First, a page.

Do the Work
I get a text message – don’t know the number and there’s no name. All it says is, “please, please call me.” The thought process seems to be that if they know me and my number surely I must know them and theirs. I dial the number and offend the person who answers by asking who they are. With a huge sigh he offers his first name, John. This is all he says. I’m tempted to say, “oh, good I only know one guy with that name…” I recognize the voice. After the first sentence I recognize that he is drunk. This is going to be a very short conversation.
He’s a great kid even when he’s actively self destructive. He’s crying and asks me, “what’s wrong with me?” I suggest that being drunk at two o’clock on a Tuesday might have a lot to do with what’s wrong with him. He wants to argue this point but knows better. He tells me that he’s trying to forget. I ask him what he’s trying to forget. He tells me. I point out that this forgetting thing doesn’t seem to be working very well. He laughs bitterly. He wants a philosophical discussion. He’s not getting one. He asks me what to do. I tell him, “that thing that never works? Yeah. Stop doing that.” He groans.
He changes tracks by demanding to know just what it is he should be doing. “Go to work. Pay the bills. Eat healthy. Don’t drink. Go to meetings. ” This is too simple. A person who wants to stay semi-comfortably in denial will hate having a clear course of action presented to them. I explain that he can call me back when he’s sober and end the call.
The next day I meet with a young man who could be this kid’s twin brother. Mark is paying a lot of money to isolate in his dorm room and fail college. He’s really excited to see me. He has some new insights into why he’s fucked up. He’s on his fourth Red Bull of the morning. Mark is a high bottom addicts and alcoholic – meaning that he stopped using before his disease cost him dearly (relatively speaking). His speech is rapid and he’s very animated. I know he hasn’t been using but I ask anyway because he takes pride in being able to tell me that he hasn’t. He sheepishly admits he’s gone through a pot of coffee and a pack of cigarettes before noon. I nod at the Red Bull and ask why addicts like energy drinks so much. He’s irritated because he knows that I know that enough of them produces a high that’s about 1/50th as good as doing cocaine. Just enough to reminisce.
He pours out his theories and shares some journaling about inner conflicts that need to be resolved. He calls them his “demons.” This is good stuff. Unfortunately, Mark is on spring break and instead of catching up on his late school work, he’s using analysis to procrastinate doing the work he doesn’t want to do. This is subtle self deception. Familiar questions – he asks me what to do. I tell him to buy a case of Red Bull and a carton of cigarettes and don’t come out of his room until he’s caught up his term papers. He’s disappointed. This is not the answer he wanted. For an hour a week he casts me as his father figure. His role model is holding him accountable. He pouts.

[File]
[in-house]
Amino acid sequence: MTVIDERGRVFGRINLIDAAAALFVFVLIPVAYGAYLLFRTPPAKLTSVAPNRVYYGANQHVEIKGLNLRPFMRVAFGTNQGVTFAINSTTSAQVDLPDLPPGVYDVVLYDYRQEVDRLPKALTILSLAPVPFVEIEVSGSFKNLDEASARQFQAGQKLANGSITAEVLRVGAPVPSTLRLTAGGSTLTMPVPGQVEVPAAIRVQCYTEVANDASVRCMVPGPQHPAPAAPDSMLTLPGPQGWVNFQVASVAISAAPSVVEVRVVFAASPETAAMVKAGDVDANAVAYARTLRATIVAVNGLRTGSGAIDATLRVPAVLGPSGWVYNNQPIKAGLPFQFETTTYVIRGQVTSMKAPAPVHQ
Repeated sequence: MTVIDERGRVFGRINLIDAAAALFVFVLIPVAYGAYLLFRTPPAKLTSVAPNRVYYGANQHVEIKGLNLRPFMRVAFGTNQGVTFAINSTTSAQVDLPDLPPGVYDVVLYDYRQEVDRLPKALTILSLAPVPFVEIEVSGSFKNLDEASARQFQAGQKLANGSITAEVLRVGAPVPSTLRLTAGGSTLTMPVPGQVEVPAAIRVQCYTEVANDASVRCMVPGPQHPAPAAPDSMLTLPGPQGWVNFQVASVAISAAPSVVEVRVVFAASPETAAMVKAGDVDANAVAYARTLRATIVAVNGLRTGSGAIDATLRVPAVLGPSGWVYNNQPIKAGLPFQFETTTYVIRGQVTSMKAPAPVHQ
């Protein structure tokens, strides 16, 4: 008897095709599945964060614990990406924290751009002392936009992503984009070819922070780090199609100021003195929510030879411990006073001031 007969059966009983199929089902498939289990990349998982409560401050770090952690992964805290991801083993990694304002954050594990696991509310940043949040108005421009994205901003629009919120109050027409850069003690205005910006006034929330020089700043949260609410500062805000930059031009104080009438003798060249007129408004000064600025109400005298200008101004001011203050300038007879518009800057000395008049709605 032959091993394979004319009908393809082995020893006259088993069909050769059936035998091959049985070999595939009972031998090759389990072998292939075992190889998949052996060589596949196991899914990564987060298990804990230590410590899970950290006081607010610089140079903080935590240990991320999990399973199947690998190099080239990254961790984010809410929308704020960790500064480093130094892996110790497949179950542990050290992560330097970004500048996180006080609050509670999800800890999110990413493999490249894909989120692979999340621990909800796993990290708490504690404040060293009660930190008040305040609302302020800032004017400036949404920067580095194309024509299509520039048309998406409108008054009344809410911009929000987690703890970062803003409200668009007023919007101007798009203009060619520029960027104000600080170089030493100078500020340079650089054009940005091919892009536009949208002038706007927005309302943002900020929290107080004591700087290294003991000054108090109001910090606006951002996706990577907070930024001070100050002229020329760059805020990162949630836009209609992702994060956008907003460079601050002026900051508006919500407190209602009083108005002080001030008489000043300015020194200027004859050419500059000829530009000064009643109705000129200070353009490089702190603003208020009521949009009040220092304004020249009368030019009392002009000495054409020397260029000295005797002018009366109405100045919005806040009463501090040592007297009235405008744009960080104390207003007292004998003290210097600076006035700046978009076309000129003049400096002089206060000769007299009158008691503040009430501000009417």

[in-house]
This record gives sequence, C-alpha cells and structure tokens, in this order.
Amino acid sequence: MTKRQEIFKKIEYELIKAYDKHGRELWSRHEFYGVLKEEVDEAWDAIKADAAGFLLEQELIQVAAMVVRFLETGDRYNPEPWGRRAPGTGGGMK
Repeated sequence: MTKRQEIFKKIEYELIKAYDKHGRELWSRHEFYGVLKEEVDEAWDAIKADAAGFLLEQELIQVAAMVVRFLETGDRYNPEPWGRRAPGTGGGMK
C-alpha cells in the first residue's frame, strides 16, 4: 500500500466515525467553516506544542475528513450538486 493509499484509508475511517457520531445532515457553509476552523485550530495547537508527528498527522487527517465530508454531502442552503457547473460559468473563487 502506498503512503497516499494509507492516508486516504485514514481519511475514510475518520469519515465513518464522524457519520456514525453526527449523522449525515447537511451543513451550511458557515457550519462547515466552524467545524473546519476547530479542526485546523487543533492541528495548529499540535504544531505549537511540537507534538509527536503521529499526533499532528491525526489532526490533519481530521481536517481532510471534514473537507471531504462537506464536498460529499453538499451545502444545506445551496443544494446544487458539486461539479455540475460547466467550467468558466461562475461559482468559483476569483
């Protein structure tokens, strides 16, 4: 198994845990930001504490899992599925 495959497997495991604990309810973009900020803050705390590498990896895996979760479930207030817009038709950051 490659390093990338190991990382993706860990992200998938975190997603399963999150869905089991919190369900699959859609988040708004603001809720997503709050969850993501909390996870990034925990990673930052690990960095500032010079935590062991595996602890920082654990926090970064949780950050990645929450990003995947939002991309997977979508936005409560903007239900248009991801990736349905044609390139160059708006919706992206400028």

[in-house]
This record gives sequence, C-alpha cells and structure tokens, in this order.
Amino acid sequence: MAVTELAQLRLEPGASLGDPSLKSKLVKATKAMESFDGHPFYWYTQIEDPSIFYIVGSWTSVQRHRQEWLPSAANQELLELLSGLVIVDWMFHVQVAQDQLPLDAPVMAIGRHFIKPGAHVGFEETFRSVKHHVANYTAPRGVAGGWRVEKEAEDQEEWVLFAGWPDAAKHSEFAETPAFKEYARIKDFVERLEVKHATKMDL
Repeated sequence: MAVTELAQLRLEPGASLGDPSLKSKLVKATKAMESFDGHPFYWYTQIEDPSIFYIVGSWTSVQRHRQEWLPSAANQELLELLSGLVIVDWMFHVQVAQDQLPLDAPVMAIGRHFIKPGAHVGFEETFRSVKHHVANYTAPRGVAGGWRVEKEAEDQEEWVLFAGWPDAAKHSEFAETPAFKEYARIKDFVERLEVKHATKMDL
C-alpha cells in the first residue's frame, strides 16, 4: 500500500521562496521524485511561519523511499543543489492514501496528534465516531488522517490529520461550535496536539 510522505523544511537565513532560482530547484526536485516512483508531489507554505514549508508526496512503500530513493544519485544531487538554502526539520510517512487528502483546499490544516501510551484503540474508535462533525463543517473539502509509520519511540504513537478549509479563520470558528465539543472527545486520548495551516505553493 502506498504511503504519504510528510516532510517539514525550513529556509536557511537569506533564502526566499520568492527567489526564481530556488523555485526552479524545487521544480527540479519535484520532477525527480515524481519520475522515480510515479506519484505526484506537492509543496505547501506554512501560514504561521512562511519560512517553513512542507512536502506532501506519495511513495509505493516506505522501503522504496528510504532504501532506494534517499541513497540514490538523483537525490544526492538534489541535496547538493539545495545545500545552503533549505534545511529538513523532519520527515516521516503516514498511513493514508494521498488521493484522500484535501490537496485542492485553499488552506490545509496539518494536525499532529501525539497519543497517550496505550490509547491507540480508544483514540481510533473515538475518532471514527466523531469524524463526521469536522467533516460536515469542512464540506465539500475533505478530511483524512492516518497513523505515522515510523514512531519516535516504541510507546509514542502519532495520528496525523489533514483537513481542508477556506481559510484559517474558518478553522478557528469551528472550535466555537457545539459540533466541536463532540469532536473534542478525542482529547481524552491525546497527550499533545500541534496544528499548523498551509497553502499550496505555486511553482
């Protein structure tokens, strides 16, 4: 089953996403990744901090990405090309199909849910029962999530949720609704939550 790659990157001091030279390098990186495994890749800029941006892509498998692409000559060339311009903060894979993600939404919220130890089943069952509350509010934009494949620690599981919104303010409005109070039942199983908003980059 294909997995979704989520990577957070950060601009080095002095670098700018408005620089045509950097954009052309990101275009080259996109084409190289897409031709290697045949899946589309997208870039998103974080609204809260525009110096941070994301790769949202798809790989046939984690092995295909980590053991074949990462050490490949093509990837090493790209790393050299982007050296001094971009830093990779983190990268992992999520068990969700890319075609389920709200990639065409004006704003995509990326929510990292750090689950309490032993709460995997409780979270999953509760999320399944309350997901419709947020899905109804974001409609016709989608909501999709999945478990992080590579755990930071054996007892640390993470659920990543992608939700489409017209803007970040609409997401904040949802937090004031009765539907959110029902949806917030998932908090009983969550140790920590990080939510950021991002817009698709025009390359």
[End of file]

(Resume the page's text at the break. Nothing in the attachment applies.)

Pouting earns him a lecture. The good news is my lectures last three minutes or less. The one he’s getting today is entitled, “The baby needs to eat. Feed the baby.” I explain where I was at as a young man and that analysis was an escape for me too. I was a very young father, working class poor, and a generally fucked up individual. I dealt with my demons in healthy and unhealthy ways.
The difference between he and I is that I was a dad and what good dads do is they take care of their kids better than their fathers did. Mark wants to relate to this as the reason that he wants to be a dad in the future and I stop him. He’s looking abashed and I explain to him that as amazing as it is to be a dad there are changes that come with the role. The biggest shift is in your priorities. Nothing matters compared to the needs of your children. Children have many needs – meet all of them.
Whether you’re drowning in self pity or not, the baby still needs to eat. Feed the baby. Whether you’re filled with self loathing, depression, anxiety, or pain, the baby still needs to eat. Feed the baby. Mark does not yet have a baby. He has a full time college course load. Classes are easy to ignore. Babies are not. Go to class. Do the work. Get better. Get a life.
Mark leaves feeling focused and making promises. I stop him and tell him not to promise me anything but rather to have self respect and make the promises to himself. All this talk about promises makes me think of the Big Book. Mark’s homework is to tape the following to his refrigerator. I suggest doing the same for you.
The AA Promises
If we are painstaking about this phase of our development, we will be amazed before we are half way through. We are going to know a new freedom and a new happiness.
We will not regret the past nor wish to shut the door on it.
We will comprehend the word serenity and we will know peace.
No matter how far down the scale we have gone, we will see how our experience can benefit others.
That feeling of uselessness and self-pity will disappear.
We will lose interest in selfish things and gain interest in our fellows.
Self-seeking will slip away.
Our whole attitude and outlook upon life will change.
Fear of people and of economic insecurity will leave us.
We will intuitively know how to handle situations which used to baffle us.
We will suddenly realize that God is doing for us what we could not do for ourselves.
Are these extravagant promises? We think not.
They are being fulfilled among us – sometimes quickly, sometimes slowly.They will always materialize if we work for them.